EXCLUSIVE 2 PART SERIES: WINNING THE WAR AGAINST MARITIME CORRUPTION
Lee Kok Leong, our special correspondent, talks to Mark Pyman, an experienced global anti-corruption professional who has operated at the highest level of government. In this second part of a two-part series (you can read the first part here), Mark gives his opinion on what works and backs it up with real life examples.
Mark has experience working in two of the toughest environments for corruption: as the Programme Director for Transparency International in tackling corruption in the military and defence ministries worldwide; and for the Afghanistan government as an International Anti-Corruption Commissioner.
He is now the founder of CurbingCorruption.com, which provides practical help for public officials and politicians planning anti-corruption reforms.
Corporate Fair Trade Community (CFTC): What are some of the key steps that companies can take?
Curbing Corruption (CC): There are many ways that companies can take the lead in reducing corruption.
They can ‘put their own house in order’ by setting up ethics and compliance programmes in their organisations.
They can take an industry-leading role by bringing industry and government together to solve specific problems, such as customs clearance in a particular port.
They can work at the international level by ensuring that corruption-reducing efforts are integrated into industry-wide challenges, such as ensuring that the new technologies also work to reduce corruption in the industry as well as raise efficiency.
Here is an example from Maersk, which has been most active on anti-corruption.
They have a strong published stance against bribery. Maersk have invested heavily in stopping facilitation payments, starting with an effective system whereby ship captains log all small facilitation requests.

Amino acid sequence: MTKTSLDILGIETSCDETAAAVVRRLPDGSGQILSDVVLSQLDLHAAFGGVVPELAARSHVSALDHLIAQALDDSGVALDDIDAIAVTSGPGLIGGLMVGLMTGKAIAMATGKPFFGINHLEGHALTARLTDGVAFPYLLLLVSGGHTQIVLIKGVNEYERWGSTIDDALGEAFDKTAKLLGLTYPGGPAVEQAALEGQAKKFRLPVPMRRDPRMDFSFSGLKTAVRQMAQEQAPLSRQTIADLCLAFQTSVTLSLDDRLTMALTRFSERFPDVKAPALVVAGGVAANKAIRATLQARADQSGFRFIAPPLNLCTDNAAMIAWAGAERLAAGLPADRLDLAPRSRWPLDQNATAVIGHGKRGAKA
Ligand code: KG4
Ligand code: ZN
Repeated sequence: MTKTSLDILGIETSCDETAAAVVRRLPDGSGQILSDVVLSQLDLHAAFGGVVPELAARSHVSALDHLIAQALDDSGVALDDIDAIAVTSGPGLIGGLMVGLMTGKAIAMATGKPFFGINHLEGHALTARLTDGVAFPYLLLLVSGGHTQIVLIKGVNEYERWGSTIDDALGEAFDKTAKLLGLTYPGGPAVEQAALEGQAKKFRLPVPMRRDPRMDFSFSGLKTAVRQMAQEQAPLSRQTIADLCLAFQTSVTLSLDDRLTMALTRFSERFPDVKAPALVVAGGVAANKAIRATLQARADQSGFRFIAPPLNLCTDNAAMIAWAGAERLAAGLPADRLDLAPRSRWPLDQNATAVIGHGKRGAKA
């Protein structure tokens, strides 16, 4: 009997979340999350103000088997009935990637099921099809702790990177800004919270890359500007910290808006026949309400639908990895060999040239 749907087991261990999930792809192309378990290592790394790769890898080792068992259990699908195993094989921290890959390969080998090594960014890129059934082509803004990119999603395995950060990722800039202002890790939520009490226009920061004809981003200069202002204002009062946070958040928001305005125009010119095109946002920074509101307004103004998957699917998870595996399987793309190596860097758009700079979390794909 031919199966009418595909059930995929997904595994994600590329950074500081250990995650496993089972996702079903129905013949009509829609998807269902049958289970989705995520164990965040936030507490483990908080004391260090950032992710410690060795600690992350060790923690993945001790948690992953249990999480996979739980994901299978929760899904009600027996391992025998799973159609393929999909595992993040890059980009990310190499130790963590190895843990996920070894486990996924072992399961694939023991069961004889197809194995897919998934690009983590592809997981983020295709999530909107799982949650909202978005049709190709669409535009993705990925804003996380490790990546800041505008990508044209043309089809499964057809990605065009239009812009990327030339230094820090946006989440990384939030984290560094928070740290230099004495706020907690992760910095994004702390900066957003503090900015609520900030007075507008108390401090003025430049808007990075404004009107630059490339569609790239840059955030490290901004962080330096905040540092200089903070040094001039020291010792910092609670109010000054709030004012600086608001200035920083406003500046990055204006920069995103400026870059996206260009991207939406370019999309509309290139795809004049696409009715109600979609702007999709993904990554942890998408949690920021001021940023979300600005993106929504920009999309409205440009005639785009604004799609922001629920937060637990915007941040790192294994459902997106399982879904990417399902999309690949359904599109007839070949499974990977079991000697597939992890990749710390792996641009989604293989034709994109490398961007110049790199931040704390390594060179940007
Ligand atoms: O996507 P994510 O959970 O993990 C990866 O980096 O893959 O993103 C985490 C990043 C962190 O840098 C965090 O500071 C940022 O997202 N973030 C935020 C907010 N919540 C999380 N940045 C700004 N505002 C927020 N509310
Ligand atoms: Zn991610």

The trend of the number of these requests worldwide from Jan 2015 to May 2017 shows the success of their initiative.
CFTC: On the other hand, what measures can port and customs take to reduce corruption?
CC: Port and customs can play a big part too by working together with the shipping industry. Below are some examples where all parties working together have brought about a positive impact.
Shipping reform in Tanjunk Priok port, Indonesia. The risk of corruption in Indonesian port is high, and illicit facilitation payments are common, mainly in the form of in-kinds demands such as cigarettes and beverages.
Companies that refuse to pay are often penalised with delays or with fines for alleged non-compliance.
In addition, laws and procedures are ambiguous and opaque, making it hard for stakeholders to report and seek solutions to alleged non-compliance.
Working with the authority, the Maritime Anti-Corruption Network (MACN) launched a collective action aimed at improving container tracking IT systems; promoting an e-governance system for cashless export licences; integrating whistleblowing into existing procedures; establishing a stakeholder forum for discussion; and raising awareness about laws and regulations in the maritime sector.
This project resulted in improving transparency of the regulation for importing goods through Tanjunk Priok and has also improved the accountability of key government stakeholders towards the private sector.
Port reform in Argentina. The shipping industry operating in Argentina is facing specific challenges regarding the inspections of holds and tanks, custom declarations, and on board-practices.
Data from shipping companies highlighted a systemic issue with demands for payment for unclean gran holds, including cases of extortion.
New regulations were drafted to improve specific areas: approval of a vessel’s holds or tanks for the loading of agricultural products, development of new IT system for processing and registering holds/tanks inspections.